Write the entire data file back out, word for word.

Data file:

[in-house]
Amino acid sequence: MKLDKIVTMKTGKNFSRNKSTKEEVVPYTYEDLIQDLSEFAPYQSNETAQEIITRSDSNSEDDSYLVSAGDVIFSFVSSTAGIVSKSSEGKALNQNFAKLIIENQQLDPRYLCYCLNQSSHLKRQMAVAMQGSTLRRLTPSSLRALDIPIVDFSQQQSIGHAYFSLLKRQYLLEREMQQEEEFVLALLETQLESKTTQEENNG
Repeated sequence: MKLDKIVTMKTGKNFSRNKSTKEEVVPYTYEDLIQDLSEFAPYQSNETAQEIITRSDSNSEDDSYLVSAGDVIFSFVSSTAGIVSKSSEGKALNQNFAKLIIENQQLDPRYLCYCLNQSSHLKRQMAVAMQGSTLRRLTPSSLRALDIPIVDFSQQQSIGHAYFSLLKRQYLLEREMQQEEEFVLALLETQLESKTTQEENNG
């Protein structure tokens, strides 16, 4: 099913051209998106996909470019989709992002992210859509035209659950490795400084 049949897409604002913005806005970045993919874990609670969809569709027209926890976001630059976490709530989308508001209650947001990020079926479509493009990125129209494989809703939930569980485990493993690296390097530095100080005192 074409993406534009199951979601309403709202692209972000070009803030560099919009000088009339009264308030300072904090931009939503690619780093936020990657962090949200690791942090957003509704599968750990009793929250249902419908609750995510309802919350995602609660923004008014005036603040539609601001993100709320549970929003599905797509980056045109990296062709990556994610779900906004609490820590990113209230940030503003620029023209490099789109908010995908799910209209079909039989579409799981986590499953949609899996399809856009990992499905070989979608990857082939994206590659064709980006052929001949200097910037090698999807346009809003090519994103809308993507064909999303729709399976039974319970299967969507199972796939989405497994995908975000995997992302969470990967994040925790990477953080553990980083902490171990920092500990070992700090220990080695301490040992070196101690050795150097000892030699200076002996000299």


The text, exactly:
[in-house]
Amino acid sequence: MKLDKIVTMKTGKNFSRNKSTKEEVVPYTYEDLIQDLSEFAPYQSNETAQEIITRSDSNSEDDSYLVSAGDVIFSFVSSTAGIVSKSSEGKALNQNFAKLIIENQQLDPRYLCYCLNQSSHLKRQMAVAMQGSTLRRLTPSSLRALDIPIVDFSQQQSIGHAYFSLLKRQYLLEREMQQEEEFVLALLETQLESKTTQEENNG
Repeated sequence: MKLDKIVTMKTGKNFSRNKSTKEEVVPYTYEDLIQDLSEFAPYQSNETAQEIITRSDSNSEDDSYLVSAGDVIFSFVSSTAGIVSKSSEGKALNQNFAKLIIENQQLDPRYLCYCLNQSSHLKRQMAVAMQGSTLRRLTPSSLRALDIPIVDFSQQQSIGHAYFSLLKRQYLLEREMQQEEEFVLALLETQLESKTTQEENNG
């Protein structure tokens, strides 16, 4: 099913051209998106996909470019989709992002992210859509035209659950490795400084 049949897409604002913005806005970045993919874990609670969809569709027209926890976001630059976490709530989308508001209650947001990020079926479509493009990125129209494989809703939930569980485990493993690296390097530095100080005192 074409993406534009199951979601309403709202692209972000070009803030560099919009000088009339009264308030300072904090931009939503690619780093936020990657962090949200690791942090957003509704599968750990009793929250249902419908609750995510309802919350995602609660923004008014005036603040539609601001993100709320549970929003599905797509980056045109990296062709990556994610779900906004609490820590990113209230940030503003620029023209490099789109908010995908799910209209079909039989579409799981986590499953949609899996399809856009990992499905070989979608990857082939994206590659064709980006052929001949200097910037090698999807346009809003090519994103809308993507064909999303729709399976039974319970299967969507199972796939989405497994995908975000995997992302969470990967994040925790990477953080553990980083902490171990920092500990070992700090220990080695301490040992070196101690050795150097000892030699200076002996000299």